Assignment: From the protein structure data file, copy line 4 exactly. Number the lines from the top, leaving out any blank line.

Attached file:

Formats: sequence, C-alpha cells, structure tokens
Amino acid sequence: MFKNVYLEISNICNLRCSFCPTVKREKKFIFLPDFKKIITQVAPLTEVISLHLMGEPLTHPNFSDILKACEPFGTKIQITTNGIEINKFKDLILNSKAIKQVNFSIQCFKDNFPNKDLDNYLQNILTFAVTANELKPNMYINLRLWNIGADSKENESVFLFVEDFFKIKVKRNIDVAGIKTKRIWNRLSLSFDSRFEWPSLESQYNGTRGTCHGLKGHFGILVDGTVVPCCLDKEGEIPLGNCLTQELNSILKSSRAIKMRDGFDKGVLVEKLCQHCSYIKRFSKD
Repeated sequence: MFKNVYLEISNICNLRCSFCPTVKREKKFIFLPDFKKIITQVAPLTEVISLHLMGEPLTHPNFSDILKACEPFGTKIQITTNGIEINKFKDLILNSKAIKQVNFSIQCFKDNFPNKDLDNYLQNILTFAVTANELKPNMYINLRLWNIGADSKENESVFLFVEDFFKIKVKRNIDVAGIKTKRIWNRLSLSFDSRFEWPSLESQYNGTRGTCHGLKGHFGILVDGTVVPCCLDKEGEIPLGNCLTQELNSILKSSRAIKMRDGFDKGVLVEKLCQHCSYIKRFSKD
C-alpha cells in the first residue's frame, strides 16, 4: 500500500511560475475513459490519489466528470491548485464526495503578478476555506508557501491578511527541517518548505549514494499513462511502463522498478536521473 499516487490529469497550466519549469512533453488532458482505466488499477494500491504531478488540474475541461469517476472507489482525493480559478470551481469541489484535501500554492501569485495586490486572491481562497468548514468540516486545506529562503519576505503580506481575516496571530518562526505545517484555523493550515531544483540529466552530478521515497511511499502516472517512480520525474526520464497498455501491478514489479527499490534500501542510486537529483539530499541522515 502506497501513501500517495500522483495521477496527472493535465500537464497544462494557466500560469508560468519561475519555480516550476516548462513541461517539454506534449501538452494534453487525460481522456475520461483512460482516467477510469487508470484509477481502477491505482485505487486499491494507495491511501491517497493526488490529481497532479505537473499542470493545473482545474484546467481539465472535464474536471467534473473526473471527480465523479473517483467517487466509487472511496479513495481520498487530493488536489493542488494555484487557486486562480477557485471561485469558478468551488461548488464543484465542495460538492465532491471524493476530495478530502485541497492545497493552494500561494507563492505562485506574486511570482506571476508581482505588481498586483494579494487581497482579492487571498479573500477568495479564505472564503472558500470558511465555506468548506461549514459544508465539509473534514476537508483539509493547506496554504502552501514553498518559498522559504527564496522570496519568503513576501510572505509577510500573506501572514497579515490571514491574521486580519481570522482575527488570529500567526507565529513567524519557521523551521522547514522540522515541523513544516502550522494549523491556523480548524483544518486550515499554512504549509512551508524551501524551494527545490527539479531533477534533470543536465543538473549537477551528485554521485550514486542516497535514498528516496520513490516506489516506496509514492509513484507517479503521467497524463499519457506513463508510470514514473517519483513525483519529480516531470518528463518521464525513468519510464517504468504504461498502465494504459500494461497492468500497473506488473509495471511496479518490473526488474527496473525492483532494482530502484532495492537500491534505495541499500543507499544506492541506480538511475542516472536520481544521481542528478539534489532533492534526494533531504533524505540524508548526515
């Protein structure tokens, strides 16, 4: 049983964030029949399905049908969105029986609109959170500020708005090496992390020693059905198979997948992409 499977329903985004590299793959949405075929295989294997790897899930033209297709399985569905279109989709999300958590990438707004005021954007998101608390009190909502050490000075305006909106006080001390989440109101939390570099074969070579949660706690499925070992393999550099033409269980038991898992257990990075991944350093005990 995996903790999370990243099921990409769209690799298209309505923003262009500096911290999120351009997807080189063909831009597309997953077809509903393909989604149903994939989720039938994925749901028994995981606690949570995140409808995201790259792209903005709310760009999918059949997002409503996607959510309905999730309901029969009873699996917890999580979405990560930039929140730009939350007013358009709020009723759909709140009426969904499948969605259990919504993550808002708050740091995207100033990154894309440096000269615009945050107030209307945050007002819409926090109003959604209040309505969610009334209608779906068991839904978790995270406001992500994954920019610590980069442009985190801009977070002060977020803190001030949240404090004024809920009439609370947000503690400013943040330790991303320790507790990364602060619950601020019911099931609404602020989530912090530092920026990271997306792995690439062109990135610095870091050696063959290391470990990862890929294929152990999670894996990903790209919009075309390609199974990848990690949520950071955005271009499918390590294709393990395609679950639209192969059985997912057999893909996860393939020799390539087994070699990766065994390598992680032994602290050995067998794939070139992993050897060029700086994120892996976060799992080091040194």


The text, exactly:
C-alpha cells in the first residue's frame, strides 16, 4: 500500500511560475475513459490519489466528470491548485464526495503578478476555506508557501491578511527541517518548505549514494499513462511502463522498478536521473 499516487490529469497550466519549469512533453488532458482505466488499477494500491504531478488540474475541461469517476472507489482525493480559478470551481469541489484535501500554492501569485495586490486572491481562497468548514468540516486545506529562503519576505503580506481575516496571530518562526505545517484555523493550515531544483540529466552530478521515497511511499502516472517512480520525474526520464497498455501491478514489479527499490534500501542510486537529483539530499541522515 502506497501513501500517495500522483495521477496527472493535465500537464497544462494557466500560469508560468519561475519555480516550476516548462513541461517539454506534449501538452494534453487525460481522456475520461483512460482516467477510469487508470484509477481502477491505482485505487486499491494507495491511501491517497493526488490529481497532479505537473499542470493545473482545474484546467481539465472535464474536471467534473473526473471527480465523479473517483467517487466509487472511496479513495481520498487530493488536489493542488494555484487557486486562480477557485471561485469558478468551488461548488464543484465542495460538492465532491471524493476530495478530502485541497492545497493552494500561494507563492505562485506574486511570482506571476508581482505588481498586483494579494487581497482579492487571498479573500477568495479564505472564503472558500470558511465555506468548506461549514459544508465539509473534514476537508483539509493547506496554504502552501514553498518559498522559504527564496522570496519568503513576501510572505509577510500573506501572514497579515490571514491574521486580519481570522482575527488570529500567526507565529513567524519557521523551521522547514522540522515541523513544516502550522494549523491556523480548524483544518486550515499554512504549509512551508524551501524551494527545490527539479531533477534533470543536465543538473549537477551528485554521485550514486542516497535514498528516496520513490516506489516506496509514492509513484507517479503521467497524463499519457506513463508510470514514473517519483513525483519529480516531470518528463518521464525513468519510464517504468504504461498502465494504459500494461497492468500497473506488473509495471511496479518490473526488474527496473525492483532494482530502484532495492537500491534505495541499500543507499544506492541506480538511475542516472536520481544521481542528478539534489532533492534526494533531504533524505540524508548526515